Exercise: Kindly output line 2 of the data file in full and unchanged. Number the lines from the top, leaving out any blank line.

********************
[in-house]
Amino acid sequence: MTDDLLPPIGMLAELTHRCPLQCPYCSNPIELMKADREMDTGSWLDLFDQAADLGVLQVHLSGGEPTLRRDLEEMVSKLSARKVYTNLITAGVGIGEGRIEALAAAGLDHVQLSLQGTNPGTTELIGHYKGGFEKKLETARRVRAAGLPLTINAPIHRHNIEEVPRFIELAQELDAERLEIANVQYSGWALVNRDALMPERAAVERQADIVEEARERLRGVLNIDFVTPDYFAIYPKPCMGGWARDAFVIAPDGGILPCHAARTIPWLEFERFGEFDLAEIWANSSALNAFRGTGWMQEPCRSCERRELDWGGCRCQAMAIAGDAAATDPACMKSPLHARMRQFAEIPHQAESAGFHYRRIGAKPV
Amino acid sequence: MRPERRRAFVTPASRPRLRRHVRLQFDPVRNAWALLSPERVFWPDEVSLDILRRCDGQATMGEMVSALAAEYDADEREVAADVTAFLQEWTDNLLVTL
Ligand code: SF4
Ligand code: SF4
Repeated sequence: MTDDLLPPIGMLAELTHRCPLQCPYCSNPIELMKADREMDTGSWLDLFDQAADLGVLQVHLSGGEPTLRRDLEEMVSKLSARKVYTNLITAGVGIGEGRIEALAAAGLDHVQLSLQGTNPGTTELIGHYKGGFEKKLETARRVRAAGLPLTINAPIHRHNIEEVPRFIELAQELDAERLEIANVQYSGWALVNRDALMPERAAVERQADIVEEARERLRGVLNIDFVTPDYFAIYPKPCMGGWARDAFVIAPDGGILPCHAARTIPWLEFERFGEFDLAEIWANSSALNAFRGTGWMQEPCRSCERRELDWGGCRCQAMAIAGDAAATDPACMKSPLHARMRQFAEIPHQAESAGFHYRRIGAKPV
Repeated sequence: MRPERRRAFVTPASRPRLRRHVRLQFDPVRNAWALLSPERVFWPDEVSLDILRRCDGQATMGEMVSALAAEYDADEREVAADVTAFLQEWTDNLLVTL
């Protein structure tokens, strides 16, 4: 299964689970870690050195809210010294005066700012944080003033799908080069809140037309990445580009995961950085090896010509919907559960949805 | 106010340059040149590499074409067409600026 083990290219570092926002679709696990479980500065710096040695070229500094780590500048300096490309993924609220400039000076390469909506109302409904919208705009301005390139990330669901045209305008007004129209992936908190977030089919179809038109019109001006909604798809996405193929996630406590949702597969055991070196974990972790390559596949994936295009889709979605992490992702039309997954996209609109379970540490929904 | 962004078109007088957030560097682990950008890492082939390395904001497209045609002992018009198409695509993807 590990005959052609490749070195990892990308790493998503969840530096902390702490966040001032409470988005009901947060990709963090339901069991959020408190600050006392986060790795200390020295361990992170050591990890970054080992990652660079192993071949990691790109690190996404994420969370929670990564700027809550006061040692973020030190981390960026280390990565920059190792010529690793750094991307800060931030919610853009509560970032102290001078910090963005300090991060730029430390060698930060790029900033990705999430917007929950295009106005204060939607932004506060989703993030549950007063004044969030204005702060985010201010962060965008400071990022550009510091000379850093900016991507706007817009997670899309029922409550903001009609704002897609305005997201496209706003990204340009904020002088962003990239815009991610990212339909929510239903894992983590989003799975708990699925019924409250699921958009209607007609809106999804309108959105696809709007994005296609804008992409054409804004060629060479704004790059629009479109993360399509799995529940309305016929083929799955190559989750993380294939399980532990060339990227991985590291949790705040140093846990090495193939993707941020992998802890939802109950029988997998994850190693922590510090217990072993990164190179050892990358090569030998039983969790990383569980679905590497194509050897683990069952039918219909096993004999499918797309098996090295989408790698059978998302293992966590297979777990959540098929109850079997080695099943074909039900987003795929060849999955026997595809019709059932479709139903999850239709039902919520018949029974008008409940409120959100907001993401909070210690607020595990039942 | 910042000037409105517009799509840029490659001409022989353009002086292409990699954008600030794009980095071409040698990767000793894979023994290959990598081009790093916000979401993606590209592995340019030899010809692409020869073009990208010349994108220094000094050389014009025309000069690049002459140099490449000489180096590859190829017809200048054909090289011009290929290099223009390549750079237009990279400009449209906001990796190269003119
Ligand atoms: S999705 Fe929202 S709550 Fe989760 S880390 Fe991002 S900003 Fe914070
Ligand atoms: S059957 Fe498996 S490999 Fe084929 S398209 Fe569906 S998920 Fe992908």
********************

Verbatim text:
Amino acid sequence: MTDDLLPPIGMLAELTHRCPLQCPYCSNPIELMKADREMDTGSWLDLFDQAADLGVLQVHLSGGEPTLRRDLEEMVSKLSARKVYTNLITAGVGIGEGRIEALAAAGLDHVQLSLQGTNPGTTELIGHYKGGFEKKLETARRVRAAGLPLTINAPIHRHNIEEVPRFIELAQELDAERLEIANVQYSGWALVNRDALMPERAAVERQADIVEEARERLRGVLNIDFVTPDYFAIYPKPCMGGWARDAFVIAPDGGILPCHAARTIPWLEFERFGEFDLAEIWANSSALNAFRGTGWMQEPCRSCERRELDWGGCRCQAMAIAGDAAATDPACMKSPLHARMRQFAEIPHQAESAGFHYRRIGAKPV